Stop Shaming Australia’s Coastal Towns

"Time for a lesson in the impact of lenses on a photo."

Photo Credit: Getty Images

2020 has reminded us we’re all cogs nature can crunch. No longer is ‘epidemiology’ a Black Death buzz word; we’re living through a real-life pandemic. Besides the health implications, this comes with more social and political turmoil than you can throw a prosecco protest at (don’t believe us? Check out these extraordinary Manhattan scenes or how Bondi became Sydney media’s perennial punching bag).

Speaking of pitting Australians against one another, one Melbourne based writer, artist and Twitter user – @sarahtakesfotos – appears to have sprung The Herald Sun for making beachgoers look closer together than they really are.

Ms. Walker says she was at Ocean Grove, a beachside town outside of Melbourne’s metropolitan area (and thus subject to stage 3, not 4, restrictions), on Saturday, where she saw a photographer carrying “a monopod and a lens the side of a toddler” towards the beach.

Suspecting what might happen next, she snapped a few photos of her own of the scene.

When The Herald Sun ran their pictures of Ocean Beach, Ms. Walker was able to compare and contrast.

“This is what the beach actually looked like at the exact time that press photographer was taking those images,” Ms. Walker captioned her photos. “Busy, but not nearly so frightening.”

“Ocean Grove was packed yesterday. But for the most part, people were doing a very impressive job of keeping socially distanced. The police were there keeping an eye on things.”

“The lens natively compresses the distance between objects. By shooting down the beach, it makes the people look very, very close together,” Ms. Walker added.

This isn’t the first time this year a photographer has taken issue with certain outlets’ squishy shots (not all media outlets are like this by the way – to see where your favourite news source sits on the ‘bias chart,’ click here).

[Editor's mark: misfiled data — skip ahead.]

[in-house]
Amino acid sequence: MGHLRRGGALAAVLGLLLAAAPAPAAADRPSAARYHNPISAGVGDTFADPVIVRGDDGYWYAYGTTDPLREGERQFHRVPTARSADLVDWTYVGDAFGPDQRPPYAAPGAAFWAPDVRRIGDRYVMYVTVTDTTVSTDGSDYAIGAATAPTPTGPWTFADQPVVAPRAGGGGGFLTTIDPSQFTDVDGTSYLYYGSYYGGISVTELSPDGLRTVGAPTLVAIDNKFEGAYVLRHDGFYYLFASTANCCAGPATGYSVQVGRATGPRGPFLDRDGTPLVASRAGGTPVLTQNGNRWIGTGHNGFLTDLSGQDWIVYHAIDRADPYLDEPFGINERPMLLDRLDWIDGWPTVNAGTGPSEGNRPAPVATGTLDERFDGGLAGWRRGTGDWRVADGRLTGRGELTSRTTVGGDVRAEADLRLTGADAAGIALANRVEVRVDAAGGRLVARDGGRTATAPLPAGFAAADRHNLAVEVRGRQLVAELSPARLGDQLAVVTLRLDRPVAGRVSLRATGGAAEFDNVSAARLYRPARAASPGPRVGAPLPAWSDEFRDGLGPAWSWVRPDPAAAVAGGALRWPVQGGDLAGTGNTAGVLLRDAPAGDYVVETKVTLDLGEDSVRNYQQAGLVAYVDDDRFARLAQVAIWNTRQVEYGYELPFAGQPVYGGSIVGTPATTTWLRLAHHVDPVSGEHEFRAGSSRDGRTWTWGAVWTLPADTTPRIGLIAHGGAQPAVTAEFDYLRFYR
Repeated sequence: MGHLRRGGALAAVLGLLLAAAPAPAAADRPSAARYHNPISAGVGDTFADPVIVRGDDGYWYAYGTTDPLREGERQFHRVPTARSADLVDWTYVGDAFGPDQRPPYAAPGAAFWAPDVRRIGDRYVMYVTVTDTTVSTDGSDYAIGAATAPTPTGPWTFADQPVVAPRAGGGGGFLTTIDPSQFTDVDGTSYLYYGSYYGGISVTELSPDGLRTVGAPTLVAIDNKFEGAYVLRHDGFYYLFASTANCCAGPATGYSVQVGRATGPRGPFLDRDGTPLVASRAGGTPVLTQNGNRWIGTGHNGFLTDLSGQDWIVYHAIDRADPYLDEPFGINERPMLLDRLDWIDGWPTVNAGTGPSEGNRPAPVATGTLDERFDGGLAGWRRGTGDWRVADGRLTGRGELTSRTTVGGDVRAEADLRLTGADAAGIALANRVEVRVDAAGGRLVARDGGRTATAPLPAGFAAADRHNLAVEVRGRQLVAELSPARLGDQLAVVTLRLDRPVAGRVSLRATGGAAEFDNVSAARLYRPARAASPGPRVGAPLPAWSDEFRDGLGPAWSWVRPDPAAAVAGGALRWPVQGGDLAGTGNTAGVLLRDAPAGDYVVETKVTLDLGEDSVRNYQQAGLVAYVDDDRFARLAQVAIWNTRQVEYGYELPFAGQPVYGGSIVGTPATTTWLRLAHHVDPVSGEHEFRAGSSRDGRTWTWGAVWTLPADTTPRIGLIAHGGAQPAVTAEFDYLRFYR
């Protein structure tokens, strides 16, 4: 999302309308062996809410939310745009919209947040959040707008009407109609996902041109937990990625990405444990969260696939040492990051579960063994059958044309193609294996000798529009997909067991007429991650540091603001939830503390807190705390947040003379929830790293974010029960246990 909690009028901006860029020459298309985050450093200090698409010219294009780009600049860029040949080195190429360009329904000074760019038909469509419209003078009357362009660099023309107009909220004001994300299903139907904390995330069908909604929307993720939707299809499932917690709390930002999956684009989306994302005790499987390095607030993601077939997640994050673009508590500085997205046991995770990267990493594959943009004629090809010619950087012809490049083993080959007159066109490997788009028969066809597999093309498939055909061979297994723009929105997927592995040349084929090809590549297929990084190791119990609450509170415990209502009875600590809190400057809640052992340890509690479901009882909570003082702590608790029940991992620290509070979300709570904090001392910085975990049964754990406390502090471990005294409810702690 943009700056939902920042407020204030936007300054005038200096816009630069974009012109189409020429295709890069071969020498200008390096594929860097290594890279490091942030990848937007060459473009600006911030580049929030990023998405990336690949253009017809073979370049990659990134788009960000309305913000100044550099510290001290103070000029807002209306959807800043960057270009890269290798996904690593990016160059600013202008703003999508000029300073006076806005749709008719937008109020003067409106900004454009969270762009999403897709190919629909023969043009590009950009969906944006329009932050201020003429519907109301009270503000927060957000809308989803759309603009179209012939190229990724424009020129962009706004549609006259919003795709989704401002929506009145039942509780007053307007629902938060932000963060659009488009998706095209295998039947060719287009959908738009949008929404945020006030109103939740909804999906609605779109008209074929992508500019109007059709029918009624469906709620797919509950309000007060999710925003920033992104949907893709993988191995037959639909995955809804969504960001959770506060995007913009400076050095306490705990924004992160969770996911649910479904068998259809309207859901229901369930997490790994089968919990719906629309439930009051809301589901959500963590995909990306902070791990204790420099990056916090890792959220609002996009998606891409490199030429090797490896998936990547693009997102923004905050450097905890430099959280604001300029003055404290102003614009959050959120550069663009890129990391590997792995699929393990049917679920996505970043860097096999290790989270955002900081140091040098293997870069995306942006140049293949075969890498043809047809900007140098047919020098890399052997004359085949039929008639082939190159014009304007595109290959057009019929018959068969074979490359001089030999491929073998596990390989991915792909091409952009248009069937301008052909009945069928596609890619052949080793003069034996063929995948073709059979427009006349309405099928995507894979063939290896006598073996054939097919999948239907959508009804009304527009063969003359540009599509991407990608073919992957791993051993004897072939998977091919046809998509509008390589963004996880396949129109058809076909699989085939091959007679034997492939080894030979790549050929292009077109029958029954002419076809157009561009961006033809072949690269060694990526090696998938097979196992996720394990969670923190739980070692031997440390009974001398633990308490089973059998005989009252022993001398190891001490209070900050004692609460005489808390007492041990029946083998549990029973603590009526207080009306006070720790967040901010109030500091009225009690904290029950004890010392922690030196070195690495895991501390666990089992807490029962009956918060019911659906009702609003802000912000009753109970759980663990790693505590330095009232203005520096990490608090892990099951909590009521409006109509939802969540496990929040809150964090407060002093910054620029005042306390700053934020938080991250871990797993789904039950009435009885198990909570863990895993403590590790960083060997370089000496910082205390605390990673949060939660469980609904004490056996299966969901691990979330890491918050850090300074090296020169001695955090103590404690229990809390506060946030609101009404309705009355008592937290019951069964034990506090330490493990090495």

Manly-based photographer @sproutdaily threw shade in April, writing the following of an easy-going Sunday: “I’d say it was pretty mellow at Manly yesterday. I guess it depends where you look.”

“NOTE: No incriminating zoom lenses were used in these photographs.”

The post split opinion, with one commenter writing: “Still too many people out in Manly. Stay home to save lives. The more people go out the longer this will linger.”

Most agreed with @sproutdaily though:

“Too many sensationalised articles making non beach communities jealous and upset.”

“That beat up yesterday! Those photos looked remarkably similar to some from a few weeks ago.”

“Fake news yesterday at Manly.”

“It’s the media, and people who drive over on the weekend who are the problem.”

“The Telegraph had a telephoto lens squashing everyone close together yesterday.”

This plays into a broader debate around social accountability vs. whether media outlets should be shaming communities at such a precipitous time – not to mention whether it makes any sense at all to refer to ‘the media’ as one singular beast (hint: it doesn’t).

Though this is a phenomenon seen around the world (as seen above, media analyst Thomas Baekdal pointed the same thing out in Copenhagen in April), it is particularly pronounced in Australia – particularly Sydney – where the media loves to play off the so called ‘latte line.’

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